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The duke and the dauphin ask whether Jim is a runaway slave. Huck makes up a story about how he was orphaned and tells them that he and Jim have been forced to travel at night since so many people stopped his boat to ask whether Jim was a runaway. That night, the duke and the dauphin take Huck’s and Jim’s beds while Huck and Jim stand watch against a storm.
The next morning, the duke gets the dauphin to agree to put on a performance of Shakespeare in the next town they pass. They reach the town and find that everyone in the town has left for a religious revival meeting in the woods, a lively affair with several thousand people singing and shouting. The dauphin gets up and tells the crowd that he is a former pirate, now reformed by the revival meeting, who will return to the Indian Ocean as a missionary. The crowd joyfully takes up a collection, netting the dauphin more than eighty dollars and many kisses from pretty young women.
Meanwhile, the duke takes over the deserted print office in town and earns nearly ten dollars selling print jobs, subscriptions, and advertisements in the local newspaper. The duke also prints up a “handbill,” or leaflet, offering a reward for Jim’s capture, which will allow them to travel freely by day and tell anyone who inquires that Jim is their captive. Meanwhile, Jim has been innocently trying to get the dauphin to speak French, but the supposed heir to the French throne claims that he has forgotten the language.
Waking up after a night of drinking, the duke and dauphin practice the balcony scene from Romeo and Juliet and the swordfight from Richard III on the raft. The duke also works on his recitation of the “To be, or not to be” soliloquy from Hamlet, which he doesn’t know well at all, throwing in lines from other parts of Hamlet and even some lines from Macbeth. To Huck, however, the duke seems to possess a great talent.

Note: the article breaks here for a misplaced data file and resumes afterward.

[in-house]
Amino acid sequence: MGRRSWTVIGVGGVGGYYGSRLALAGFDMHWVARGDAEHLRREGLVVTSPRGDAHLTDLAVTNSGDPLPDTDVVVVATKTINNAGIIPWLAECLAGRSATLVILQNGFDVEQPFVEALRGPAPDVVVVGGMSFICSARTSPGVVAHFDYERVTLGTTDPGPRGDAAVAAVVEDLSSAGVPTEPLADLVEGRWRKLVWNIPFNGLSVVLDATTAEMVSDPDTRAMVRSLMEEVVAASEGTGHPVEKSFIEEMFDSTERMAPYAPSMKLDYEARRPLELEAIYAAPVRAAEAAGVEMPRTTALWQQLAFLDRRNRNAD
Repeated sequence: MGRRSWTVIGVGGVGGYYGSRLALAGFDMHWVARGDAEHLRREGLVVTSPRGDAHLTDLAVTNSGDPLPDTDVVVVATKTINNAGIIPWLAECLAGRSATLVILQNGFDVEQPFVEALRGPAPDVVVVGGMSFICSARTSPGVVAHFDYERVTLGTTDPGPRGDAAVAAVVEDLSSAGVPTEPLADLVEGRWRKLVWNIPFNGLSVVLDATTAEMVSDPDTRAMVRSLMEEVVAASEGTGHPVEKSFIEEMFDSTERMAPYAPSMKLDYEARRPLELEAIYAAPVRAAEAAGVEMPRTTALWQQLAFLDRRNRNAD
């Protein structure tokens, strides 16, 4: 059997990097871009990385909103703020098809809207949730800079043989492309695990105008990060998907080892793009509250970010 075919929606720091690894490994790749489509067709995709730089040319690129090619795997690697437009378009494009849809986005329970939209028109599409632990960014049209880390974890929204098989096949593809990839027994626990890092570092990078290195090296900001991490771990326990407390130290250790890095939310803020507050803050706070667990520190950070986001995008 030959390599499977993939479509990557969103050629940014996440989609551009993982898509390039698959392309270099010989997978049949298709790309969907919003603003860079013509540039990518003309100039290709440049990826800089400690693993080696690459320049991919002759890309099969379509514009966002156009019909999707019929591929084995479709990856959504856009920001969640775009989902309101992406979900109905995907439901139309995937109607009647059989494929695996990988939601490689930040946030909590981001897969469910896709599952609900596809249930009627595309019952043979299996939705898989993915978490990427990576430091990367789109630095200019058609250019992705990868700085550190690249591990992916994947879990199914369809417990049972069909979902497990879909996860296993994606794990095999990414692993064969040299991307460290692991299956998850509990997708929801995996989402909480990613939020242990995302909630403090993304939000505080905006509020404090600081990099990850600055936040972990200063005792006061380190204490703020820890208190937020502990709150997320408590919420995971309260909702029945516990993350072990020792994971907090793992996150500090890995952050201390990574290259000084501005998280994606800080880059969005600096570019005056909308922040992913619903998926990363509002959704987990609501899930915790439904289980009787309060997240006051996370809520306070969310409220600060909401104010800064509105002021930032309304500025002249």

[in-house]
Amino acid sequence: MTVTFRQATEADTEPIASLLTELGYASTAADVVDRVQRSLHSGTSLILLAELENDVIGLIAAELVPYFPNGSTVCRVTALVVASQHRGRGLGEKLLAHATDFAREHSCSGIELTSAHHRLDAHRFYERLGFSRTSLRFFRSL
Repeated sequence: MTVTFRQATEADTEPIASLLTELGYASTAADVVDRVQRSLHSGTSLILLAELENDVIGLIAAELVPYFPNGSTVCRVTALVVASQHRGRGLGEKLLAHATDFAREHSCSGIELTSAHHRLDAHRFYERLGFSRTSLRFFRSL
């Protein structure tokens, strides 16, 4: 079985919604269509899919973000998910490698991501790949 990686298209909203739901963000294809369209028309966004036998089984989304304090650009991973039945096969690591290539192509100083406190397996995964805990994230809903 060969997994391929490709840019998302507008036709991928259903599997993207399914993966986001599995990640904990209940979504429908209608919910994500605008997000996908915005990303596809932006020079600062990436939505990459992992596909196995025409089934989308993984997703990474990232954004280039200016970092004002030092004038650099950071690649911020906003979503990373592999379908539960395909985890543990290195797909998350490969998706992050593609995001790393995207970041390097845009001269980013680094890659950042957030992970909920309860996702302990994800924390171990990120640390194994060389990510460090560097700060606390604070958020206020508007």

Next, the group visits a one-horse town in Arkansas where lazy young men loiter in the streets, arguing over chewing tobacco. Huck gives a detailed, absurd description of the town. The duke posts handbills for the theatrical performance, and Huck witnesses the shooting of a rowdy drunk by a man, Sherburn, whom the drunk has insulted. The shooting takes place in front of the victim’s daughter. A crowd gathers around the dying man and then goes off to lynch Sherburn.
The lynch mob charges through the streets, proceeds to Sherburn’s house, and knocks down the front fence. The crowd quickly backs away, however, as Sherburn greets them from the roof of his front porch, rifle in hand. After a chilling silence, Sherburn delivers a haughty speech on human nature in which he attacks the cowardice and mob mentality of the average person. Sherburn tells the crowd that no one will lynch him in the daytime. The mob, chastened, disperses.